Going green means to live life in a way that is environmentally friendly for an entire population. It is the conservation of energy, water, and air. Going green means using products and resources that will not contaminate or pollute the air. It means being educated and well informed about the surroundings, and how to best protect them. It means recycling products that may not be biodegradable. Companies, as well as people, that adhere to going green can help to ensure a safer life for humanity.

The first step in going green

There are actually no step by step instructions for going green. The only requirement needed is making the decision to become environmentally conscious. It takes a caring attitude, and a willingness to make the change. It has been found that companies have improved their profit margins by going green. They have saved money on many of the frivolous things they they thought were a necessity. Besides saving money, companies are operating more efficiently than before going green. Companies have become aware of their ecological responsibility by pursuing the knowledge needed to make decisions that would change lifestyles and help sustain the earth’s natural resources for present and future generations.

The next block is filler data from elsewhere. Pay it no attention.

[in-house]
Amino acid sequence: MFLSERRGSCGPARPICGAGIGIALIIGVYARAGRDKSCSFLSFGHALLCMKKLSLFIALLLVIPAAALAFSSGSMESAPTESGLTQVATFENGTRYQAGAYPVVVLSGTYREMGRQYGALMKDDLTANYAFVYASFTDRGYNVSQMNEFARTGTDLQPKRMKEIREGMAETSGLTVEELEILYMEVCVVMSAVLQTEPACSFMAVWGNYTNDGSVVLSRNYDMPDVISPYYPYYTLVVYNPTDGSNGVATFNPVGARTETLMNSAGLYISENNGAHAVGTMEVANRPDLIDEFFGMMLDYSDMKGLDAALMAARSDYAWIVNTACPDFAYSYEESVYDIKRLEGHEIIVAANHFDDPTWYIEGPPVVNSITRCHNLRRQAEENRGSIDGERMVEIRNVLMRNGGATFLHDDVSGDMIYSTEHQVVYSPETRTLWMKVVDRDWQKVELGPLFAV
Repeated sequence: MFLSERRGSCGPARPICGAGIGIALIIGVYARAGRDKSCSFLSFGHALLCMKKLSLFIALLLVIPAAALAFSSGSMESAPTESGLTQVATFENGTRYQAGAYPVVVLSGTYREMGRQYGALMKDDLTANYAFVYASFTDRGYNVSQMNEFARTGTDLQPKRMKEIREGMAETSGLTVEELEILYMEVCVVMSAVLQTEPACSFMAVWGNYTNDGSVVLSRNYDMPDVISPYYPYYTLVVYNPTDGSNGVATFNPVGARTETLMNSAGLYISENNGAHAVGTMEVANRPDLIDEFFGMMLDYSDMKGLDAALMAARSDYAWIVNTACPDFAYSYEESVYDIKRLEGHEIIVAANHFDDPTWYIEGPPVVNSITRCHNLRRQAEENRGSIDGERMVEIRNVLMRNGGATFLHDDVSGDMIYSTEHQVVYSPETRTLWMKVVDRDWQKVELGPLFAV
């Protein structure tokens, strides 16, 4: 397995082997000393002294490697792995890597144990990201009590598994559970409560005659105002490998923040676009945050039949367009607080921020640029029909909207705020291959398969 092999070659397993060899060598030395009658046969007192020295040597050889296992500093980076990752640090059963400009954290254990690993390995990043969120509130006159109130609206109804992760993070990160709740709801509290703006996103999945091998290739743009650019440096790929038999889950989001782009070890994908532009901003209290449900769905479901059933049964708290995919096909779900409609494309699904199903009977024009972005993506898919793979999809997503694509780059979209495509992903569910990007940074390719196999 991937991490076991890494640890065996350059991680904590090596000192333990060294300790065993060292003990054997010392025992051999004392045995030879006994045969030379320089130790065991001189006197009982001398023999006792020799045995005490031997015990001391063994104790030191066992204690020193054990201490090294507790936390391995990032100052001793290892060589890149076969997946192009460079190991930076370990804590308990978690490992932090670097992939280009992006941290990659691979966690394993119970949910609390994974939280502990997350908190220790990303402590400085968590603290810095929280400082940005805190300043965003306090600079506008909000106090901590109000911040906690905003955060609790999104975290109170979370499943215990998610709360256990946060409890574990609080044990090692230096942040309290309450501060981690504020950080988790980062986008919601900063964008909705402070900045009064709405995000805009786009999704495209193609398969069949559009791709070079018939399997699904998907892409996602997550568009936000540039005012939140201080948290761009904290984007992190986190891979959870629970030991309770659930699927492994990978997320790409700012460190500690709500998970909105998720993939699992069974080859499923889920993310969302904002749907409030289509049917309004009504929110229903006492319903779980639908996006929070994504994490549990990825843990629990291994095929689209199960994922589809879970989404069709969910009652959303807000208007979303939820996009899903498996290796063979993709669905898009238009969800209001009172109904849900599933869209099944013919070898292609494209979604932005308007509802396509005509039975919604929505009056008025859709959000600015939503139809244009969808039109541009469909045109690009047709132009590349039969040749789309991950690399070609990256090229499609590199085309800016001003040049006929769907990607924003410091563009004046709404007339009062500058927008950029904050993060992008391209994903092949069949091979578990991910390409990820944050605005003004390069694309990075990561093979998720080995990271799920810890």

Making needed changes within the company

After making the decision to go green, there are several things that can be changed in the workplace. A good place to start would be conserving energy used by electrical appliances. First, turning off the computer will save over the long run. Just letting it sleep still uses energy overnight. Turn off all other appliances like coffee maker, or anything that plugs in. Pull the socket from the outlet to stop unnecessary energy loss. Appliances continue to use electricity although they are switched off, and not unplugged. Get in the habit of turning off the lights whenever you leave a room. Change to fluorescent light bulbs, and lighting throughout the building. Have any leaks sealed on the premises to avoid the escape of heat or air.

Reducing the common paper waste

paper waste

Shutterstock Licensed Photo – By Yury Zap

Modern technologies and state of the art equipment, and tools have almost eliminated the use of paper in the office. Instead of sending out newsletters, brochures, written memos and reminders, you can now do all of these and more by technology while saving on the use of paper. Send out digital documents and emails to communicate with staff and other employees. By using this virtual bookkeeping technique, you will save a bundle on paper. When it is necessary to use paper for printing purposes or other services, choose the already recycled paper. It is smartly labeled and easy to find in any office supply store. It is called the Post Consumer Waste paper, or PCW paper. This will show that your company is dedicated to the preservation of natural resources. By using PCW paper, everyone helps to save the trees which provides and emits many important nutrients into the atmosphere.